- The Washington Times - Friday, March 3, 2006

The NFL’s labor negotiations seemed hopeless when the owners unanimously voted to reject the union’s latest offer after just 57 minutes yesterday morning. However, at 5 p.m., just hours before teams had to announce massive cuts to get under the salary cap and free agency was to start, the league announced a three-day breather.

The delay until Sunday at 6 p.m. to get under the cap and 12:01 a.m. Monday to start free agency, with the consent of the players association, provides time for the resumption of negotiations with the union on an extension of the 12-year-old collective bargaining agreement.

“We jointly agreed to move the deadline because we owe it to the people we represent,” Gene Upshaw, executive director of the NFL Players Association, told The Washington Times last night. “There are no promises from either side.”

The talks had broken off on Tuesday with the players demanding 60 percent of total revenues and the owners offering 56.2 percent. The difference amounts to about $325 million a year.

“I won’t come down,” Upshaw said after the owners’ unanimous vote. “Only the owners can make a proposal.”

NFL commissioner Paul Tagliabue had been more glum than defiant at his press conference after the rejection was announced.

“The situation is as dire as dire can be,” Tagliabue said.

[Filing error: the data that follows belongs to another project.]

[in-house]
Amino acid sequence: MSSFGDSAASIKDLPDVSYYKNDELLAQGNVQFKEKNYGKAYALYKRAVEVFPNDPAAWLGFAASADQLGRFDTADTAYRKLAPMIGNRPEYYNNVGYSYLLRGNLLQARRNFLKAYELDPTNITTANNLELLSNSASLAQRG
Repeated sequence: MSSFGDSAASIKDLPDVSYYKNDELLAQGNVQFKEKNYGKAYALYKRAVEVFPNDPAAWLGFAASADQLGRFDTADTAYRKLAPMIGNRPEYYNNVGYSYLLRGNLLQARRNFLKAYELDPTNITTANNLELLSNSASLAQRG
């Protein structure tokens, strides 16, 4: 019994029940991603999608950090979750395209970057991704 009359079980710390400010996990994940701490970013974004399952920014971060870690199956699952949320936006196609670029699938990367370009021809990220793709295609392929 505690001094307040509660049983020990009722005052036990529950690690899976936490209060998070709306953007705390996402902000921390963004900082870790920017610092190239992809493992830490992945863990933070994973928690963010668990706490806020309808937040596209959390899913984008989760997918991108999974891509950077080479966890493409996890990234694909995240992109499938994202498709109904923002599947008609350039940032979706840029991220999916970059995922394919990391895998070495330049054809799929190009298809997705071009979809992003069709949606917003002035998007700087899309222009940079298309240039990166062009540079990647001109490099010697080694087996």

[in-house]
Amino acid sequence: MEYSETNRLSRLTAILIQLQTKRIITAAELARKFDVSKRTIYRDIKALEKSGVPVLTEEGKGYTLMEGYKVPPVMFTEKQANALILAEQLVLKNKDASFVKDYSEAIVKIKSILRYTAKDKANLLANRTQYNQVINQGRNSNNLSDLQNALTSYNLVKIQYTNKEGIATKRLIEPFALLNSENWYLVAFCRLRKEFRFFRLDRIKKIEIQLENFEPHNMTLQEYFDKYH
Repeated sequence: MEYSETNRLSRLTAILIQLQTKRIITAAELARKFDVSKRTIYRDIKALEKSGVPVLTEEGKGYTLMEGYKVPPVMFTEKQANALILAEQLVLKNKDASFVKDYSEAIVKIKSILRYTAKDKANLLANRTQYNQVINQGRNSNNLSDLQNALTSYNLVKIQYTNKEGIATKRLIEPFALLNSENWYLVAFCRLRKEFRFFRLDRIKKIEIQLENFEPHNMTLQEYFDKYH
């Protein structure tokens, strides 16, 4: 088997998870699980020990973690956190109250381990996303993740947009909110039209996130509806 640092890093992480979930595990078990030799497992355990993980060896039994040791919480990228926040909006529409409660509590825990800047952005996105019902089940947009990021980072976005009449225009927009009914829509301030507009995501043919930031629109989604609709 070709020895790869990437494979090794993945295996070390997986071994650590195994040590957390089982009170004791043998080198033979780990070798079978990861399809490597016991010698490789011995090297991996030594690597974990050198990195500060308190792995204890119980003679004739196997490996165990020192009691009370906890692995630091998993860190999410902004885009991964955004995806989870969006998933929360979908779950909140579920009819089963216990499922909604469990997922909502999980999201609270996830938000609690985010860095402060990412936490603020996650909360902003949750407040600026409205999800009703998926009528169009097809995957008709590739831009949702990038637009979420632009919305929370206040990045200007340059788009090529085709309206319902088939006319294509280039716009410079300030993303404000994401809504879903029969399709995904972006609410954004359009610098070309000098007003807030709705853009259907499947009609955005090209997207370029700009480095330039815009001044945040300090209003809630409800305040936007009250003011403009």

If the extension isn’t agreed to, such longtime stars as Tampa Bay’s Derrick Brooks and Miami’s Junior Seau could be cut Sunday in order for their teams to get under the $94.5 million cap, joining such Pro Bowl players Trevor Pryce of Denver and Sam Madison of Miami who were among those let go on Wednesday. Washington, Kansas City, Indianapolis, Oakland, Tennessee and the New York Jets also are still facing extremely tough decisions, especially if an extension isn’t agreed to and the cap isn’t increased.

Without an extension, if a player is cut, all of his remaining signing bonus would count that year, instead of just a prorated share as has been true since the cap came into existence in 1994. Contracts (excluding signing bonuses) could increase by no more than 30 percent a year, making signing free agents and draft choices difficult. Upshaw has said he’ll start the process of decertifying the NFLPA as a union at its annual meeting next week, setting the stage for a labor stoppage in 2008 when the CBA is due to expire.

If there was no agreement by next March, 2007 would be an uncapped year, making the NFL like free-spending Major League Baseball. However, players wouldn’t have to be cut for cap reasons and they couldn’t become unrestricted free agents until after six seasons, instead of the current four, severely restricting the market.

Complicating the situation further is the ongoing dispute among the owners over internal revenue sharing. In a league built on the pooling of television money, large-market franchises such as the Redskins and Dallas Cowboys have been unwilling to share their vast ancillary revenues from such sources as luxury boxes, local marketing, stadium naming rights with such small-market franchises as the Buffalo Bills and Minnesota Vikings. Upshaw believes that battle needs to be resolved before the NFLPA can cut a deal with the NFL. The owners, who didn’t even discuss revenue sharing during their brief meeting yesterday, disagree.

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